Having trouble hiring? Who isn’t, with the tight job market, being ghosted by candidates and just the complete overhaul in the hiring process the last several years?

And now there’s a new hiring practice: Job interviews by texting.

If you adhere to certain guidelines, interviews by texting can be a really useful, and convenient, tool to add to the mix. It can even speed the process along, particularly when managing multiple candidates for a job.

Here’s how interviews by texting might work: A recruiter would set up a time to text back and forth with a candidate. Then the interviewer sends the candidate a question, waits for a response and asks the next question, and so on.

Attracts millennials, Gen Zers

Texting might be particularly useful as a first-time discussion to weed out unqualified candidates. And it can boost recruiting efforts for attracting millennial and Gen Z candidates.

There are even a growing number of technology companies, such as Mya.com and Canvas (gocanvas.io), that offer text messaging tools. For example, you can send an automated text, asking “You applied to a job last month. We have a new opportunity. Do you have a minute to chat?”

Rather than trying to accommodate a candidate’s current work schedule, employers can cut “approximately half of that time spent by communicating through text,” says Fisher Phillips Employment Attorney Erin Price on SHRM.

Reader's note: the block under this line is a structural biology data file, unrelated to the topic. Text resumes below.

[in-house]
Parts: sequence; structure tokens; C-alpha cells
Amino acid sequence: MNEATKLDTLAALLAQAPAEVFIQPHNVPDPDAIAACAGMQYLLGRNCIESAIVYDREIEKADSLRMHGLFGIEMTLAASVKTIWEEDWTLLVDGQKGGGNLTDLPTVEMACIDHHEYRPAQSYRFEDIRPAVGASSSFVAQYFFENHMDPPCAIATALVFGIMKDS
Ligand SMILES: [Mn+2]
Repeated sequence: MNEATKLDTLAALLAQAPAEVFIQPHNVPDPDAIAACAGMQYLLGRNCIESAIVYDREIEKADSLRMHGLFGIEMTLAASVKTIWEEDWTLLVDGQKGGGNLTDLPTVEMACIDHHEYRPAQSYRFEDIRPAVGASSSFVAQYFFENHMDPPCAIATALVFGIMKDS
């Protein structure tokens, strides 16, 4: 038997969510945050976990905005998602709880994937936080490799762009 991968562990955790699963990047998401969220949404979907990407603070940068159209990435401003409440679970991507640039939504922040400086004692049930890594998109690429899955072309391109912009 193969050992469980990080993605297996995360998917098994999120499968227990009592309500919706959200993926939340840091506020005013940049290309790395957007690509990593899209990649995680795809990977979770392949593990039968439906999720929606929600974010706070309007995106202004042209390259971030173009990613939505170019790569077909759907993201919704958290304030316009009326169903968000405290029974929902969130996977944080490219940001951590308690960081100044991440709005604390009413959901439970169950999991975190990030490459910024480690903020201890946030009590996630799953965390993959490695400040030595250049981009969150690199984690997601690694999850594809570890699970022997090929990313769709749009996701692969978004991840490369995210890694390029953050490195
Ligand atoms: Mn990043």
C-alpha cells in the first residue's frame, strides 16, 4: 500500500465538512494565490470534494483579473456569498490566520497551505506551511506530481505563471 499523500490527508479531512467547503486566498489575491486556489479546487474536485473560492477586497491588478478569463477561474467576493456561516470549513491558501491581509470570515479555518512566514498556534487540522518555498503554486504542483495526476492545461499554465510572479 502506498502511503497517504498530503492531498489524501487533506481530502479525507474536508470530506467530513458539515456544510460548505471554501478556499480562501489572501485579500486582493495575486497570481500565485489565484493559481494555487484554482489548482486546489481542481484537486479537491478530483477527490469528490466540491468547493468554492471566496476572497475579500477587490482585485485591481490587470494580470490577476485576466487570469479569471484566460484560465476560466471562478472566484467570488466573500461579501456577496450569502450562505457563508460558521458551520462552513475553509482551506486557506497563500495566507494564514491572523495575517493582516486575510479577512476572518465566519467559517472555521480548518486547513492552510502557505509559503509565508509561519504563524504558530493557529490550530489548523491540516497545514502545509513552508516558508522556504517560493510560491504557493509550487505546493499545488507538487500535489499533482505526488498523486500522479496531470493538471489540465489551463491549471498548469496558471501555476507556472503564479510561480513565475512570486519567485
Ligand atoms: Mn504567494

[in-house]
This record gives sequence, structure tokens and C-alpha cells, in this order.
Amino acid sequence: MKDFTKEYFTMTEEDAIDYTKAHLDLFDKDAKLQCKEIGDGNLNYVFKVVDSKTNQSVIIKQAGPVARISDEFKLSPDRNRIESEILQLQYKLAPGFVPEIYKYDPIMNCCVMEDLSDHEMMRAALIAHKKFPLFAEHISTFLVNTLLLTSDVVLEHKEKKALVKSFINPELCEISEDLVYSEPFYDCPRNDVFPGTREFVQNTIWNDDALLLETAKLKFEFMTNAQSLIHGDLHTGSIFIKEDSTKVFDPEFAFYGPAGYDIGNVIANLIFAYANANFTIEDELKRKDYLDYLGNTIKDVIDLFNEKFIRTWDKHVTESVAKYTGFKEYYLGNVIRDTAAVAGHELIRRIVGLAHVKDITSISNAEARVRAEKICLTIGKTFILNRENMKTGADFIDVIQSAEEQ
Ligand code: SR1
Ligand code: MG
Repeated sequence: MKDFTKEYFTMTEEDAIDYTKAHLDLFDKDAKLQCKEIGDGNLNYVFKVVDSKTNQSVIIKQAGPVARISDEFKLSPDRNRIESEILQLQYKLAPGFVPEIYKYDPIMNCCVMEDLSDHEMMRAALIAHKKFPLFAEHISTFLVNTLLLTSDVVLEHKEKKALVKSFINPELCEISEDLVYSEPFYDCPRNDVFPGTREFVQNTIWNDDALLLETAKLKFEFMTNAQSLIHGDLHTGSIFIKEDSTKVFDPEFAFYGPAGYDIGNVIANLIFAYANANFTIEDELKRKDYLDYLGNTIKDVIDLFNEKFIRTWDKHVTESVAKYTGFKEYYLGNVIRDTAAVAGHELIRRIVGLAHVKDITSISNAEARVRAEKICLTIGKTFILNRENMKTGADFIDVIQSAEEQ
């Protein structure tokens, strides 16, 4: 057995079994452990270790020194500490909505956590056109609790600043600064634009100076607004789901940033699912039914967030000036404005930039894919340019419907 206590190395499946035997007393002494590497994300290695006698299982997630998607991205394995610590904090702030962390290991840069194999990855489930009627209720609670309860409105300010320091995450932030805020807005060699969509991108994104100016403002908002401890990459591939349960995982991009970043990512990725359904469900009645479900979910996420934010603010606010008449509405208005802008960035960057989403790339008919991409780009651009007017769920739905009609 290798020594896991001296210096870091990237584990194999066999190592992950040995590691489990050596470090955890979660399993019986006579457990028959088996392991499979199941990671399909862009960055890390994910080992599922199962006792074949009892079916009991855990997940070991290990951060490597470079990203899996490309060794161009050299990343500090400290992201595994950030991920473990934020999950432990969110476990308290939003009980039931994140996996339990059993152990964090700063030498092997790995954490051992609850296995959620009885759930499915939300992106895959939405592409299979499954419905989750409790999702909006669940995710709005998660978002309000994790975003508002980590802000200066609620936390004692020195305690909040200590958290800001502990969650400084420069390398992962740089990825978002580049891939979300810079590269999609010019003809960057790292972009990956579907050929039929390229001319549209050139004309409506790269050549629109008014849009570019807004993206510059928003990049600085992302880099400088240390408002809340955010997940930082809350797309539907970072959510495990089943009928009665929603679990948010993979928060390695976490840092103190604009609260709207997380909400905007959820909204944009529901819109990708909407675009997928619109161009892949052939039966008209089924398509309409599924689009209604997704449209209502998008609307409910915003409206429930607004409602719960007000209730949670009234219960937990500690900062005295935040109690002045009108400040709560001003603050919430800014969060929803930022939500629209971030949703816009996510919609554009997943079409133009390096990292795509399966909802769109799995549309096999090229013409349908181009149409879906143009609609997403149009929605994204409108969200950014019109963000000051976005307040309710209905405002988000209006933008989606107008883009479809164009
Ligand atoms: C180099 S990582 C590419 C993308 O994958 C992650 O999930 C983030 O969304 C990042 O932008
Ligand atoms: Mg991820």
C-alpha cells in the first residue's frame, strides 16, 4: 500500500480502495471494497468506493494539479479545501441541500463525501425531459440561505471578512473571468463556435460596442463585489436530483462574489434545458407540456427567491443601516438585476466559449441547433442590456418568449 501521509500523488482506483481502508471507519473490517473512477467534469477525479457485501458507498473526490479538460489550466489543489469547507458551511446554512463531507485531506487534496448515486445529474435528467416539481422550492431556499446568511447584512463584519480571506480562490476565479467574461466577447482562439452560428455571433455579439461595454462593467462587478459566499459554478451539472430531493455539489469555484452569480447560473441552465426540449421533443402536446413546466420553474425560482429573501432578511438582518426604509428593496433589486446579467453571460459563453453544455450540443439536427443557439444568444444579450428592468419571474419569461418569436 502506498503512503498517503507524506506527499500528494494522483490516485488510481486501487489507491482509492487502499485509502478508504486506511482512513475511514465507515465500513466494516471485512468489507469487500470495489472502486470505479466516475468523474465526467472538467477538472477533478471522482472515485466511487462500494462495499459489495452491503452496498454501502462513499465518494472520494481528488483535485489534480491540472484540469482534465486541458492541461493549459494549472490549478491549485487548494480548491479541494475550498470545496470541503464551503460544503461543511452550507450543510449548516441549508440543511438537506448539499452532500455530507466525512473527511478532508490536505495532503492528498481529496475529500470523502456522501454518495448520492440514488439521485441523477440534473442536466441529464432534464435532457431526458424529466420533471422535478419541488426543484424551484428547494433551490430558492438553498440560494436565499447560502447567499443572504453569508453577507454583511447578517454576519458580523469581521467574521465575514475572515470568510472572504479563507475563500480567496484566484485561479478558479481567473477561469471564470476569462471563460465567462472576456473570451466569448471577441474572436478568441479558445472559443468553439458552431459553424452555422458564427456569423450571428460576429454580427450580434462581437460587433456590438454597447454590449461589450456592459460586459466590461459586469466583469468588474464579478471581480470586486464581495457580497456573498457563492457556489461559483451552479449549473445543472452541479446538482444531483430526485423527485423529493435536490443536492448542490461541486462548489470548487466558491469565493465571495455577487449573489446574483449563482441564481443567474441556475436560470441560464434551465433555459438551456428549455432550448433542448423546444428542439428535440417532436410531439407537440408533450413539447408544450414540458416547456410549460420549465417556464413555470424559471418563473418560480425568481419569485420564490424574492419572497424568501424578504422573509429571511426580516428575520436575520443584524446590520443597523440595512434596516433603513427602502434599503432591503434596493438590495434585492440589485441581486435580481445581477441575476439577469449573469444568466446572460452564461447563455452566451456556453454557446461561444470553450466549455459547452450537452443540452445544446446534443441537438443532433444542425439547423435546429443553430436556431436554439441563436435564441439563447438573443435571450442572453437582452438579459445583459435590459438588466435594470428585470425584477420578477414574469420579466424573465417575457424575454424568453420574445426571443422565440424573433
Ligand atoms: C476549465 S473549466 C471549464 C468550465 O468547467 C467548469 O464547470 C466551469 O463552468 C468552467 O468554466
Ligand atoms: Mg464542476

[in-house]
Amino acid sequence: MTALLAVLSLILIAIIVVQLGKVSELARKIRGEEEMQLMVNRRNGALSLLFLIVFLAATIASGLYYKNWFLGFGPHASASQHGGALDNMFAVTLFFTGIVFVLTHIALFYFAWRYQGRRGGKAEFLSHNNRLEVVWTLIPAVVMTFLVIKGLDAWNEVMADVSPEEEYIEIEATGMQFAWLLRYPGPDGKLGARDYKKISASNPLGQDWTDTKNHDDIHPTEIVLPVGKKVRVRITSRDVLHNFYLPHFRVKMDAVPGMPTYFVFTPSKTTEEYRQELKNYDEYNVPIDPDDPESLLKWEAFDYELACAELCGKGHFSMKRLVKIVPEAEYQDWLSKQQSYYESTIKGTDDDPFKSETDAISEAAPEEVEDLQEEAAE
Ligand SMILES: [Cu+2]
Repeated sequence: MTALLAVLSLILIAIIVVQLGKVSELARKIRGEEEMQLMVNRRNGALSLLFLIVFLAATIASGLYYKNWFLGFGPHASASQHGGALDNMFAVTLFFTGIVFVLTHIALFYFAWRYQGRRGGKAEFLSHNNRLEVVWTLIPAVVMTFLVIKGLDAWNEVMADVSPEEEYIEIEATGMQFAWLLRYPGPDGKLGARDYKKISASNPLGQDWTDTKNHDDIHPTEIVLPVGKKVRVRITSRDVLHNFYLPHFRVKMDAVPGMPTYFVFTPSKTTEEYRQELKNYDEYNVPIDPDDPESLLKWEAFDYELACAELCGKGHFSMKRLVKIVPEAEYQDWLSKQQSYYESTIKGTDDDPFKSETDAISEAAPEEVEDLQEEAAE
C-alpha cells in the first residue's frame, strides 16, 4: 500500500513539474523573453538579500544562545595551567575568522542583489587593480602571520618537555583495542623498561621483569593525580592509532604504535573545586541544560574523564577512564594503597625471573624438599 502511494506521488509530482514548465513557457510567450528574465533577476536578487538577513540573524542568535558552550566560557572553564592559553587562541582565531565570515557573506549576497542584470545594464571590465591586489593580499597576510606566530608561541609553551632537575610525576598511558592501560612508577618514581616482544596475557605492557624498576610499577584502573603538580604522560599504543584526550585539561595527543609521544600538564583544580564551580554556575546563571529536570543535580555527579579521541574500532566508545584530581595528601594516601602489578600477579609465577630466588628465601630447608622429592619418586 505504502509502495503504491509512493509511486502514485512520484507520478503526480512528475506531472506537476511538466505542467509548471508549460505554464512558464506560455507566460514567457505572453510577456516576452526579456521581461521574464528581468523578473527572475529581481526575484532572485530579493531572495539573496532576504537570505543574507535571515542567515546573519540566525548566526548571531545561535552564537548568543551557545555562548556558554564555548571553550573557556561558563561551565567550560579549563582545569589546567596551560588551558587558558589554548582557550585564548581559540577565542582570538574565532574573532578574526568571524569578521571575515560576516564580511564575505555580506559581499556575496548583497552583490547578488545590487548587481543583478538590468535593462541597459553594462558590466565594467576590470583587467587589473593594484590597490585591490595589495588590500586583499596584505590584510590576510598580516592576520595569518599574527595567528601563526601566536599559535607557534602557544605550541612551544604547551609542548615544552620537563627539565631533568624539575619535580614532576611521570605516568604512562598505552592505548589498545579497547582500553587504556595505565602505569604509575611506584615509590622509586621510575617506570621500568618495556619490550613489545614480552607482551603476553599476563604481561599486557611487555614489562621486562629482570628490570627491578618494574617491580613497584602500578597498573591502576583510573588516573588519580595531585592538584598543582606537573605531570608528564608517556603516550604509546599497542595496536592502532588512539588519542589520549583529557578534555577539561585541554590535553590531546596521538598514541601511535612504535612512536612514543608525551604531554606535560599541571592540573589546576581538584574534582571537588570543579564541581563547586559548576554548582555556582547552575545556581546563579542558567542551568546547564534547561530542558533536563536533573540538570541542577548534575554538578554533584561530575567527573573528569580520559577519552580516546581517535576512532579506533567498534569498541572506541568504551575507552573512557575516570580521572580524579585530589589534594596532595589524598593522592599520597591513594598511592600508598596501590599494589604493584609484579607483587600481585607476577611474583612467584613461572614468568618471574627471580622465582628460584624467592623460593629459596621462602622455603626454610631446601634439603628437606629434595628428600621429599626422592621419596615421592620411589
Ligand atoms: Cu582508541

Here are a few best practices from recruiters who’ve been hiring by text:

Consider the position. Use texting for more junior positions. “You probably don’t want to recruit your chief financial officer via text,” says Gwen Moran, author of The Complete Idiot’s Guide to Business Plans.

Ask first.
“We always speak to our candidates via phone first, and then ask if it’s okay to text,” says Michael Sunderland, CEO, Full Stack Talent. It’s best to have a conversation to ensure the candidate completely understands the format of the interview or pre-interview.

Develop a text message policy. Specify how and when to initiate contact through text. Most employers suggest keeping it professional. In other words, no slang, abbreviations or acronyms.

“While texting is an informal medium, you’re still trying to impress each other,” says Moran.

Save text communications. Use recruitment marketing software to keep all communications in one place – including applications, email communication, notes and text messages.

Diligent recordkeeping will also protect the company should a candidate, for instance, not get hired and threaten a discrimination lawsuit.

The post ‘Just text me’: New way to interview appeared first on HR Morning.

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